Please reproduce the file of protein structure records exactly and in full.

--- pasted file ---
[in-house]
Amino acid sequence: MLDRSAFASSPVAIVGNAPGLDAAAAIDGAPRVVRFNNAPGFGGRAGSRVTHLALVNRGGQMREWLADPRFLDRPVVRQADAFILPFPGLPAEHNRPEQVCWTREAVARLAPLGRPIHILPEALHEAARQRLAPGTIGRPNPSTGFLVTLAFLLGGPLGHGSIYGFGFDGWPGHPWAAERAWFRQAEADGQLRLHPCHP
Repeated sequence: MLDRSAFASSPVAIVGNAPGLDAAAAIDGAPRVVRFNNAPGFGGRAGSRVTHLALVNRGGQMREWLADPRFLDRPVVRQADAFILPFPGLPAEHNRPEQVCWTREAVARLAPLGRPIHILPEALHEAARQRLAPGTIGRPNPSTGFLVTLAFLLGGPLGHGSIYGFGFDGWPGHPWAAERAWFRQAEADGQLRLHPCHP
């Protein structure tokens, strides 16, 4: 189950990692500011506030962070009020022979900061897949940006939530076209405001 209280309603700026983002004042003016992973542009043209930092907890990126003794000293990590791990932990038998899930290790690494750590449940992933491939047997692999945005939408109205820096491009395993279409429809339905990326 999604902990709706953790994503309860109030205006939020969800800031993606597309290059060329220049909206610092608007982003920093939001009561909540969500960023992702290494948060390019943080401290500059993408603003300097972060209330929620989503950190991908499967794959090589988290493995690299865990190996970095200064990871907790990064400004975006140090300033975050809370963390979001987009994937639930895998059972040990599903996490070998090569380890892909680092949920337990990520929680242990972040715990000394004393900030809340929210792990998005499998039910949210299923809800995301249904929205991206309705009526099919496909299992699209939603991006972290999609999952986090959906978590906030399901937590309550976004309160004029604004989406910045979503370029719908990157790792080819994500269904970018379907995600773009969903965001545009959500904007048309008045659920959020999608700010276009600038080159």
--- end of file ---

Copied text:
[in-house]
Amino acid sequence: MLDRSAFASSPVAIVGNAPGLDAAAAIDGAPRVVRFNNAPGFGGRAGSRVTHLALVNRGGQMREWLADPRFLDRPVVRQADAFILPFPGLPAEHNRPEQVCWTREAVARLAPLGRPIHILPEALHEAARQRLAPGTIGRPNPSTGFLVTLAFLLGGPLGHGSIYGFGFDGWPGHPWAAERAWFRQAEADGQLRLHPCHP
Repeated sequence: MLDRSAFASSPVAIVGNAPGLDAAAAIDGAPRVVRFNNAPGFGGRAGSRVTHLALVNRGGQMREWLADPRFLDRPVVRQADAFILPFPGLPAEHNRPEQVCWTREAVARLAPLGRPIHILPEALHEAARQRLAPGTIGRPNPSTGFLVTLAFLLGGPLGHGSIYGFGFDGWPGHPWAAERAWFRQAEADGQLRLHPCHP
């Protein structure tokens, strides 16, 4: 189950990692500011506030962070009020022979900061897949940006939530076209405001 209280309603700026983002004042003016992973542009043209930092907890990126003794000293990590791990932990038998899930290790690494750590449940992933491939047997692999945005939408109205820096491009395993279409429809339905990326 999604902990709706953790994503309860109030205006939020969800800031993606597309290059060329220049909206610092608007982003920093939001009561909540969500960023992702290494948060390019943080401290500059993408603003300097972060209330929620989503950190991908499967794959090589988290493995690299865990190996970095200064990871907790990064400004975006140090300033975050809370963390979001987009994937639930895998059972040990599903996490070998090569380890892909680092949920337990990520929680242990972040715990000394004393900030809340929210792990998005499998039910949210299923809800995301249904929205991206309705009526099919496909299992699209939603991006972290999609999952986090959906978590906030399901937590309550976004309160004029604004989406910045979503370029719908990157790792080819994500269904970018379907995600773009969903965001545009959500904007048309008045659920959020999608700010276009600038080159």